Reading through the Bible together

Friday, March 13, 2015

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This chapter begins with the thoughts of the previous chapter. Those who are strong should “bear the infirmities of the weak” rather than of pleasing themselves. We should seek to edify our brothers and sisters and not do anything that would make their faith more confusing. Christ did not please himself and willingly bore our reproach. So we are reminded that the Scriptures were written for our patience and learning that we might become like-minded toward one another, and the church body becomes one. This will bring glory to the Father and to Jesus Christ (vs. 3-7).

Next, Paul transitions to show that Jesus Christ came to minister to the Jews to confirm the promises of Scripture (v. 8). He starts quoting from the Old Testament to show that the Gentiles were to be part of the plan of salvation as well. He quotes 2 Sam. 22:50, Psalm 18:49, Deut. 32:43, and Psalm 117:1 showing that the Gentiles are included in the expression “people.” This makes it clear that God came to reach everyone, not just the Jews. Finally, he quotes Isaiah 11:10,11 to show that a Root of Jesse would grow to reign over the remnant to prepare them for the coming of the Lord (vs. 9-12). This is the Second Advent Movement with the Sabbath as its banner. Obviously, Seventh-day Adventists are predominantly Gentiles, and we are like a root that will grow up with the truth to lead other people out of this world prepared for Heaven.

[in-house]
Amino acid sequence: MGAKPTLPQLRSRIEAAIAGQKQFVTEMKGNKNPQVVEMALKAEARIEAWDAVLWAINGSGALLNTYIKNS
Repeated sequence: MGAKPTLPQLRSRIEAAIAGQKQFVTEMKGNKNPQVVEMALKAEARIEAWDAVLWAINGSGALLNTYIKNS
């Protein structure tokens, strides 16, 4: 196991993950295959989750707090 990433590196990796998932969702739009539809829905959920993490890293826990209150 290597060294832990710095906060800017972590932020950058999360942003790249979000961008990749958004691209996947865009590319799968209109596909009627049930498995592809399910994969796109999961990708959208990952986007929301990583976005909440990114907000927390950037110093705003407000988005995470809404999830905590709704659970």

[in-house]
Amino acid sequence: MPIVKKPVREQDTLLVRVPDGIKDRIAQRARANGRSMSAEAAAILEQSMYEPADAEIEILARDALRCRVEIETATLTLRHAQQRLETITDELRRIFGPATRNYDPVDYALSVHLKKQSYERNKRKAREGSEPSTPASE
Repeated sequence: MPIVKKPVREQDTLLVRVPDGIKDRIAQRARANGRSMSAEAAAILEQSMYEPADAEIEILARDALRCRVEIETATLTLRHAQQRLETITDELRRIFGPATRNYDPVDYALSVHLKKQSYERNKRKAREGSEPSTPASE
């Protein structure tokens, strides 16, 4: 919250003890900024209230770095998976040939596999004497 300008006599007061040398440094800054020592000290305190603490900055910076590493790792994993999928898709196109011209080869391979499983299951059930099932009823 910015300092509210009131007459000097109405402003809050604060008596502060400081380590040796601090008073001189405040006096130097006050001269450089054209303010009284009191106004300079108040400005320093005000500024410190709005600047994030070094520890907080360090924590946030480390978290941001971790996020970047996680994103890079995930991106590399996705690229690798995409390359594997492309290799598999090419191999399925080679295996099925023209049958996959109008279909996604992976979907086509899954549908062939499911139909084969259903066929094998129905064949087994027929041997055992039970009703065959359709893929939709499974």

Paul explains that because the Gentiles also are important to the plan of salvation, God has called him to be the minister to the Gentiles to preach the gospel to them. And he shows that mighty signs and wonders were done through him to demonstrate that God was behind his work.  He quotes Isaiah 52:15 to show that his preaching of the gospel of Jesus Christ to the Gentiles was a fulfillment of prophecy.  All of this preaching to the Gentiles has kept him from going to Rome as he had planned to do (vs. 13-22).  Paul explains that he plans on coming to see the believers in Rome on his way to Spain. However, he must first go to Jerusalem and give the money raised by the Gentiles to the Jews as a demonstration of their love for the Jewish believers (vs. 23-33).

Sadly, Paul would be arrested in Jerusalem before this planned journey, and would eventually make it to Rome, not as a free man, but as a prisoner. Yet through it all, God worked things for good (Rom. 8:28), and the epistle that Paul wrote to Rome will live on till the close of time to prepare the believers to receive the righteousness of Christ. 




Norman McNulty, M.D.
Neurologist, Lawrenceburg, TN, USA